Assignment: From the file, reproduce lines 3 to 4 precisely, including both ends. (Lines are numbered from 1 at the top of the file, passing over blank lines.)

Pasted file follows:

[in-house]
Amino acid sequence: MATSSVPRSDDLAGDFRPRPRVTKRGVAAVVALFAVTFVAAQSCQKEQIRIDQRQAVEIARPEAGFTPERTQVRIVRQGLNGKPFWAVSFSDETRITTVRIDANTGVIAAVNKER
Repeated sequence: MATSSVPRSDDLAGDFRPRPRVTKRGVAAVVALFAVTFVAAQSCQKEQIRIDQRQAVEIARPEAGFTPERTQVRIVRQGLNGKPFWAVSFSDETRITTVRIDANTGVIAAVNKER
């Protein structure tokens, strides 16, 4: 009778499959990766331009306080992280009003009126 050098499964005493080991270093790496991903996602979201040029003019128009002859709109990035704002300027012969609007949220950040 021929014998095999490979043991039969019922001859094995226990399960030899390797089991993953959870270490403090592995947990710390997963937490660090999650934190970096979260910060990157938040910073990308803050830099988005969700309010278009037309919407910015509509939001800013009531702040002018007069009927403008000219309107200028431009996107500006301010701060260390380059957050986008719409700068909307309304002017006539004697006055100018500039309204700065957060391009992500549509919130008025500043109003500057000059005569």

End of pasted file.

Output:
Repeated sequence: MATSSVPRSDDLAGDFRPRPRVTKRGVAAVVALFAVTFVAAQSCQKEQIRIDQRQAVEIARPEAGFTPERTQVRIVRQGLNGKPFWAVSFSDETRITTVRIDANTGVIAAVNKER
């Protein structure tokens, strides 16, 4: 009778499959990766331009306080992280009003009126 050098499964005493080991270093790496991903996602979201040029003019128009002859709109990035704002300027012969609007949220950040 021929014998095999490979043991039969019922001859094995226990399960030899390797089991993953959870270490403090592995947990710390997963937490660090999650934190970096979260910060990157938040910073990308803050830099988005969700309010278009037309919407910015509509939001800013009531702040002018007069009927403008000219309107200028431009996107500006301010701060260390380059957050986008719409700068909307309304002017006539004697006055100018500039309204700065957060391009992500549509919130008025500043109003500057000059005569």